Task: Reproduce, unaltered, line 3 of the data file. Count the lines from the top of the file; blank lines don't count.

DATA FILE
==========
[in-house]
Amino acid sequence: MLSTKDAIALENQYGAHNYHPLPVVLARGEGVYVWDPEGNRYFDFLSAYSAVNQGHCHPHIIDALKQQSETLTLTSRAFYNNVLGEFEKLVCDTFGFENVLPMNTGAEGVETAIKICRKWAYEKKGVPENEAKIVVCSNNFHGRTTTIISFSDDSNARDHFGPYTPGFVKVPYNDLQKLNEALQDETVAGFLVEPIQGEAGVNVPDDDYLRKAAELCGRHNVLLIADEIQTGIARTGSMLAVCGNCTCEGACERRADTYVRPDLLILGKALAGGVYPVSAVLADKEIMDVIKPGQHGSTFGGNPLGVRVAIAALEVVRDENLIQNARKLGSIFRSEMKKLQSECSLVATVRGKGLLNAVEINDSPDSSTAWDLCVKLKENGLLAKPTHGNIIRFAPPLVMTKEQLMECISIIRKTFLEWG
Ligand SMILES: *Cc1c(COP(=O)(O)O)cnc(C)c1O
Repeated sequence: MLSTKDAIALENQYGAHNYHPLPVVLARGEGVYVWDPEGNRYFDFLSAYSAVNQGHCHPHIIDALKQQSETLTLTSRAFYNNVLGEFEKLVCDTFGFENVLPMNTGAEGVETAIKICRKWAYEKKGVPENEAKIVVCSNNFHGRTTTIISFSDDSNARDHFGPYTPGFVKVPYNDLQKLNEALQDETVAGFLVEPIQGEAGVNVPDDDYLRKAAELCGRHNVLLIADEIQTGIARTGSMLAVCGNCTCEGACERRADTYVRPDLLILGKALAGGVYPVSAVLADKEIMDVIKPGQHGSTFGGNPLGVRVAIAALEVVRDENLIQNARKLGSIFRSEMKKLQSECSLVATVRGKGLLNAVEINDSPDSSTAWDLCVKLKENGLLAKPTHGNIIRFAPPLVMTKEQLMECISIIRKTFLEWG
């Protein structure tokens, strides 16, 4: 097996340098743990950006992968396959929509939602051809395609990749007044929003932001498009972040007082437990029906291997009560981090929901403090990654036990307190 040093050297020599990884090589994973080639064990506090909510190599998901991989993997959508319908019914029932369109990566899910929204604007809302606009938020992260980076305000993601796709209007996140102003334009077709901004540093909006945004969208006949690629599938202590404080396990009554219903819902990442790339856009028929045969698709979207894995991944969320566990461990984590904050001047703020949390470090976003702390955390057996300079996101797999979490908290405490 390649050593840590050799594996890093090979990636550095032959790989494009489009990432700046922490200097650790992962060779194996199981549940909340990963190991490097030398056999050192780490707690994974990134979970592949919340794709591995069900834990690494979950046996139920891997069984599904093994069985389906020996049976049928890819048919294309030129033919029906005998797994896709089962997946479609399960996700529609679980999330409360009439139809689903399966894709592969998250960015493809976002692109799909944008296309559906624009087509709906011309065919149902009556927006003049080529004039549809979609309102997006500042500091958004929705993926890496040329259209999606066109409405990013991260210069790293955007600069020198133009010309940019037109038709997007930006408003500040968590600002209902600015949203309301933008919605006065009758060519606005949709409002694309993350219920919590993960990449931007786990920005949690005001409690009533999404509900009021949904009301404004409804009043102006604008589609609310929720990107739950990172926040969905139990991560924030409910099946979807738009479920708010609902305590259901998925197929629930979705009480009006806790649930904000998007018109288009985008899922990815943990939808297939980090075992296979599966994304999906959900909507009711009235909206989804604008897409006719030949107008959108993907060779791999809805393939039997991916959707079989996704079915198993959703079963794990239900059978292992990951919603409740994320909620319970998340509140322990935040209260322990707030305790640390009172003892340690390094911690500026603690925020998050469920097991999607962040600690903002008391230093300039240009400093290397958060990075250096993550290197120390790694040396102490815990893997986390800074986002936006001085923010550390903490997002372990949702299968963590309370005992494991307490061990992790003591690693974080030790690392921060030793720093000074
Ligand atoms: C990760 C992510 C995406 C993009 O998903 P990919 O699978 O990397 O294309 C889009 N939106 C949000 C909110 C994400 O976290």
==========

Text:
Ligand SMILES: *Cc1c(COP(=O)(O)O)cnc(C)c1O